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Service Business Growth in Installation Companies

The emerging service business

Installation companies install solutions. Sometimes they design them, too. When they are successful, they are building up solution expertise and installation skills in a number of geographical areas. After a while, the possibility of lifecycle management of the installed solutions is explored. They go from being a project business to a project and service business.

Service offerings are created, often locally, to support not just clients who have bought solutions from the installation company, but to offer services for all similar types of solutions on the market.

Service units emerge in different geographies and, after some time in the evolutionary journey, a dedicated service manager is normally assigned to be responsible for the installation company’s service business.

The service organisation

Typically, the service units are not in the centralised service manager’s line of command, but rather in a matrix organisation, where the service manager has profit and loss responsibility for the consolidated result of all the service units.

What we have seen is that the centralised service function’s responsibility differs between installation companies. Some service managers (about half) have a true profit and loss responsibility, while others have more of a supporting role in developing best practices. At times, the best way to support service sales is rather unclear, especially in the second case.

Service business development

Usually, the sales culture in installation companies is not highly developed. Projects, which are their core business, are requested by their customers and sales is mainly about responding to requests. The main part of the company’s business is generated from customer requests, so a proactive sales culture barely exists.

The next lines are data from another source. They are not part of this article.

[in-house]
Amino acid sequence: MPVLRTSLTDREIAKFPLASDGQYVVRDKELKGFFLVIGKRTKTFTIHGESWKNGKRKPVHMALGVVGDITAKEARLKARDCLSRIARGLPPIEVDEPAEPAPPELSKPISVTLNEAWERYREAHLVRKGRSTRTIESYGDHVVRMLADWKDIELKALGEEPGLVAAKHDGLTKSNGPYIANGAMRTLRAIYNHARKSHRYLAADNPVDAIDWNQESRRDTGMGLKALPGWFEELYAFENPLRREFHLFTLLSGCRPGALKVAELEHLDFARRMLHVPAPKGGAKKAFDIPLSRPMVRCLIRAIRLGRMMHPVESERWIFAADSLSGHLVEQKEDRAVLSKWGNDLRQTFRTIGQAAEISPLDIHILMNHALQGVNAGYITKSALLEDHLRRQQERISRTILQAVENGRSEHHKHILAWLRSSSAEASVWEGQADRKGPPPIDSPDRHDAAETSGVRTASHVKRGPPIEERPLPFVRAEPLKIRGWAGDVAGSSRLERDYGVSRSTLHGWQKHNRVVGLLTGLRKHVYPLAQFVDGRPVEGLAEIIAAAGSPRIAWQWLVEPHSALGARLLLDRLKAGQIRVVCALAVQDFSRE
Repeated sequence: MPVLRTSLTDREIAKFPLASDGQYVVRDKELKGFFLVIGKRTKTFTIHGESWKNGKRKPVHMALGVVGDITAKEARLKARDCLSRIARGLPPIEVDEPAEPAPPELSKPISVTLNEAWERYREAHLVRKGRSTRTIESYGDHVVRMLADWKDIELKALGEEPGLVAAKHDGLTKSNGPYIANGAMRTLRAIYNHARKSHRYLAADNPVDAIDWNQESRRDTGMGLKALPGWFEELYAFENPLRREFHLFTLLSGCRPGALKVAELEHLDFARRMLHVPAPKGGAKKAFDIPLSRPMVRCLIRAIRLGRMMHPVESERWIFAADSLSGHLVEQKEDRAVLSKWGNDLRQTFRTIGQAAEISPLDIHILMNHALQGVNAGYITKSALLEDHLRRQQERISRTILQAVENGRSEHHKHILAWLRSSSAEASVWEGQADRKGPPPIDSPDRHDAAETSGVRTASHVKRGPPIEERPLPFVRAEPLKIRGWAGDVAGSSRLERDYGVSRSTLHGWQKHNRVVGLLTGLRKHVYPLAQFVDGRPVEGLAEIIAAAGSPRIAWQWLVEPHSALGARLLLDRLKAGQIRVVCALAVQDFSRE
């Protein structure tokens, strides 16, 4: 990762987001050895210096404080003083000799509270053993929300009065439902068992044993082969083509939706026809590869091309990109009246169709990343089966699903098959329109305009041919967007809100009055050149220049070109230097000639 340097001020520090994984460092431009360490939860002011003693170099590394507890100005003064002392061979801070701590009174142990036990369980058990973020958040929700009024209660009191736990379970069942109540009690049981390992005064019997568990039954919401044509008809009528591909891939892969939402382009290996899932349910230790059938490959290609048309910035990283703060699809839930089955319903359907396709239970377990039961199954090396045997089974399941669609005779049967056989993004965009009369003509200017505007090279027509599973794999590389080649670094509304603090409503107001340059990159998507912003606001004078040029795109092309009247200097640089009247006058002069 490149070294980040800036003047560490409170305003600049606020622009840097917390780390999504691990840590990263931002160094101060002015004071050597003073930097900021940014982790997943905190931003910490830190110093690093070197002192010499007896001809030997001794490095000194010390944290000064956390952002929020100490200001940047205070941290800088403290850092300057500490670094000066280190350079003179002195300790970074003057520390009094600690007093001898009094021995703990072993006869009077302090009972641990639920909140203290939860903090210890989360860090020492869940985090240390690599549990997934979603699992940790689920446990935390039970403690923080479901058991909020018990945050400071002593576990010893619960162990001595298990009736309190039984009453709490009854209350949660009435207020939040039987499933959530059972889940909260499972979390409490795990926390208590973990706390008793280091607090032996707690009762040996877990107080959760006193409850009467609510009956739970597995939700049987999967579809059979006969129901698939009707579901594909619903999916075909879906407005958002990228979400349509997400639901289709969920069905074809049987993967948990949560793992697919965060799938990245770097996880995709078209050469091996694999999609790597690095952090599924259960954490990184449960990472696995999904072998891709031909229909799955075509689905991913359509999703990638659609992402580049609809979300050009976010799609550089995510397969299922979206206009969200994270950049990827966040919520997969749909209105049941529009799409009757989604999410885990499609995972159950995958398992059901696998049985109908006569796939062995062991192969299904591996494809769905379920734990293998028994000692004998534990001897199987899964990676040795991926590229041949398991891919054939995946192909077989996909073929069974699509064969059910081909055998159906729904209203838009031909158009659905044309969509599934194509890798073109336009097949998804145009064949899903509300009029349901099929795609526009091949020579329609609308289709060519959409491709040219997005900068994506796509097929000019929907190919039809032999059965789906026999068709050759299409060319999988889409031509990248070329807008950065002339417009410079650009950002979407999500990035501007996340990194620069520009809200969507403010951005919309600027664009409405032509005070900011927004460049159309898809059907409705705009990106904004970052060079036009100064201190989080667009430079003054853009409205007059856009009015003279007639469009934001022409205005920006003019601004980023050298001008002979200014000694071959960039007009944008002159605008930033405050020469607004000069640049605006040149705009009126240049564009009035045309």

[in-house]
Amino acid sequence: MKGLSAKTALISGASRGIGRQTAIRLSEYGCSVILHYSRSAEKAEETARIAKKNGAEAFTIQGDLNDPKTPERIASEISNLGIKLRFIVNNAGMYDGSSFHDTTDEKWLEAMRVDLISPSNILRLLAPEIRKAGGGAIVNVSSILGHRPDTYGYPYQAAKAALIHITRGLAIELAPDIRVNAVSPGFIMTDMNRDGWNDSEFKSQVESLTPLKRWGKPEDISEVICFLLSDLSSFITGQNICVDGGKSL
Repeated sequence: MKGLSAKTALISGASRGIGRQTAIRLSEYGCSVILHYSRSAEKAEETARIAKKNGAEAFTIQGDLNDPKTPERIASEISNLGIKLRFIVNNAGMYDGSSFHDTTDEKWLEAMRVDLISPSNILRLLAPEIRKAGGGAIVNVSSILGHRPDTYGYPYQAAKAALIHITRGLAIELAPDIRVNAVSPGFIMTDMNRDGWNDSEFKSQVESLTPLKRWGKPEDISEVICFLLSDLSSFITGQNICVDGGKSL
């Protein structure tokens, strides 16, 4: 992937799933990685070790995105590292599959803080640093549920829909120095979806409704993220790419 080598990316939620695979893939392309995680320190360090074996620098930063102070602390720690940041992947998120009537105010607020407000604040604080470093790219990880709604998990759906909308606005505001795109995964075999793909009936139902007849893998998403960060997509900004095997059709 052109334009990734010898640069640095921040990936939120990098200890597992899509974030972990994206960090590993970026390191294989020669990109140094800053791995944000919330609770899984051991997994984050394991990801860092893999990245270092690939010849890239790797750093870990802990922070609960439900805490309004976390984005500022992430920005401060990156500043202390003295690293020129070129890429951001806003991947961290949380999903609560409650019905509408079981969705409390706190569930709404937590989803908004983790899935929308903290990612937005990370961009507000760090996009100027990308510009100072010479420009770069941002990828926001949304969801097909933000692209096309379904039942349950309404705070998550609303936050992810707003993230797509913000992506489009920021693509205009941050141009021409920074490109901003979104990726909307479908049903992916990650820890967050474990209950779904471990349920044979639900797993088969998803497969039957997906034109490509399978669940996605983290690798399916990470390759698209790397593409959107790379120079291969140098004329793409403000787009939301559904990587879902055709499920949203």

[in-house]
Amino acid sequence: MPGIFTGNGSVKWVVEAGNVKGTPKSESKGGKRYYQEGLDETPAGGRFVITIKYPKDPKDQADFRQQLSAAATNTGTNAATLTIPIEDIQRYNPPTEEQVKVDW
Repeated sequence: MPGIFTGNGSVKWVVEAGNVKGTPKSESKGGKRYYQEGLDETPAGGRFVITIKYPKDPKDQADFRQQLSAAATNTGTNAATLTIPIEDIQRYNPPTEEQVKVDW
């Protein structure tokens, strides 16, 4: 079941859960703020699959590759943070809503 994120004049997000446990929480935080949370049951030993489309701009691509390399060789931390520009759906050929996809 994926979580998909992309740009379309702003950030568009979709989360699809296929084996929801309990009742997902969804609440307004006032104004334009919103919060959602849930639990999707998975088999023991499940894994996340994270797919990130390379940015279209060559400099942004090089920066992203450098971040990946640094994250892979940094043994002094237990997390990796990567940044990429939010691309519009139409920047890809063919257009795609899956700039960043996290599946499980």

A service manager with an ambition to grow their service business must ensure that all service units are working with strong, competitive service offerings and that these offerings are proactively sold to customers.

This is very challenging, as service business is not the company’s core business and the business logic behind services is less well understood. The service manager has neither the preconditions nor the support from within the company to design the best service offerings and to sell them. Setting up proactive sales is problematic due to the limited overall proactive sales culture. Finally, driving changes in all service units is not common practice and there is limited internal experience of how to do so successfully, especially as the company structure is often highly decentralised, with only overall growth and margin as KPIs for the subsidiaries.

Add experience or resources?

If you want to grow your service business by improving your service offering and/or way of selling services, we recommend that you analyse whether or not you have:

If any of these criteria are not met, you may risk drastically delaying the project and not achieving even close to what you expected in revenue increase because of a poor solution or a poorly implemented solution.
This will cause what we call “lost revenue”. That is, the expected revenue increase does not materialise.

Use our experience

Balder Consulting helps service managers create the right conditions and has experience of this type of project. In fact, it is the only thing we do. Therefore, we can help you minimise risk and lost revenue and our fee will be only a fraction of the improvement in lost revenue.

We want you to be successful.

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